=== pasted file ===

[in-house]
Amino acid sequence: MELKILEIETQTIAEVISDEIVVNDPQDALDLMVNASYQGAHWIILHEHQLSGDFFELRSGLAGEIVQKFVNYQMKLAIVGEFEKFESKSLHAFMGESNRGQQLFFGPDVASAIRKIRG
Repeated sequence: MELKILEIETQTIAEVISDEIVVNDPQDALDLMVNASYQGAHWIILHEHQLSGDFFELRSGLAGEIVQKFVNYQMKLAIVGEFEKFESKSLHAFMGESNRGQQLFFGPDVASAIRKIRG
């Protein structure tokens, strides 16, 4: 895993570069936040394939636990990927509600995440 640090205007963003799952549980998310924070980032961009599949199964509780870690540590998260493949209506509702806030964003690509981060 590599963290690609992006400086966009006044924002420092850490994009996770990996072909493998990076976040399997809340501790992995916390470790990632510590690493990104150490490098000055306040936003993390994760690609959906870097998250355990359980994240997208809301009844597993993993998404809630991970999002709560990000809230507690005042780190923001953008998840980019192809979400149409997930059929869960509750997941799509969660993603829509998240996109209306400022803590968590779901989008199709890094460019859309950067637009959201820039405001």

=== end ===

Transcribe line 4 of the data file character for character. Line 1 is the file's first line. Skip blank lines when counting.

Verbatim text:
């Protein structure tokens, strides 16, 4: 895993570069936040394939636990990927509600995440 640090205007963003799952549980998310924070980032961009599949199964509780870690540590998260493949209506509702806030964003690509981060 590599963290690609992006400086966009006044924002420092850490994009996770990996072909493998990076976040399997809340501790992995916390470790990632510590690493990104150490490098000055306040936003993390994760690609959906870097998250355990359980994240997208809301009844597993993993998404809630991970999002709560990000809230507690005042780190923001953008998840980019192809979400149409997930059929869960509750997941799509969660993603829509998240996109209306400022803590968590779901989008199709890094460019859309950067637009959201820039405001």